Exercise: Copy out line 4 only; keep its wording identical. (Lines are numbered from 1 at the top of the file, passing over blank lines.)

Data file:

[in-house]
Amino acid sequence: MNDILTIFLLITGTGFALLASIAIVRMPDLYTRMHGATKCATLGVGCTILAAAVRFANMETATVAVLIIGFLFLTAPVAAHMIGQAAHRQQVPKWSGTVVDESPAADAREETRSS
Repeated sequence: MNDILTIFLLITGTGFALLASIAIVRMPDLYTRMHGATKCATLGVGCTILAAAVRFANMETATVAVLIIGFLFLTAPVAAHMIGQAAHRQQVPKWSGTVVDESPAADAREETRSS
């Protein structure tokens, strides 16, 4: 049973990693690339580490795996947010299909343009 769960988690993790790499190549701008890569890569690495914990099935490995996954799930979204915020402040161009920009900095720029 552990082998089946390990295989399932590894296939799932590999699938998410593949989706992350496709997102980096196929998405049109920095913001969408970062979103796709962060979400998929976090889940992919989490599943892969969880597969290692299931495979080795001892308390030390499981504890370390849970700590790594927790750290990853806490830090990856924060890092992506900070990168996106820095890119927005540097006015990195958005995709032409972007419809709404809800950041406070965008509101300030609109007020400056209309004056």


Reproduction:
């Protein structure tokens, strides 16, 4: 049973990693690339580490795996947010299909343009 769960988690993790790499190549701008890569890569690495914990099935490995996954799930979204915020402040161009920009900095720029 552990082998089946390990295989399932590894296939799932590999699938998410593949989706992350496709997102980096196929998405049109920095913001969408970062979103796709962060979400998929976090889940992919989490599943892969969880597969290692299931495979080795001892308390030390499981504890370390849970700590790594927790750290990853806490830090990856924060890092992506900070990168996106820095890119927005540097006015990195958005995709032409972007419809709404809800950041406070965008509101300030609109007020400056209309004056």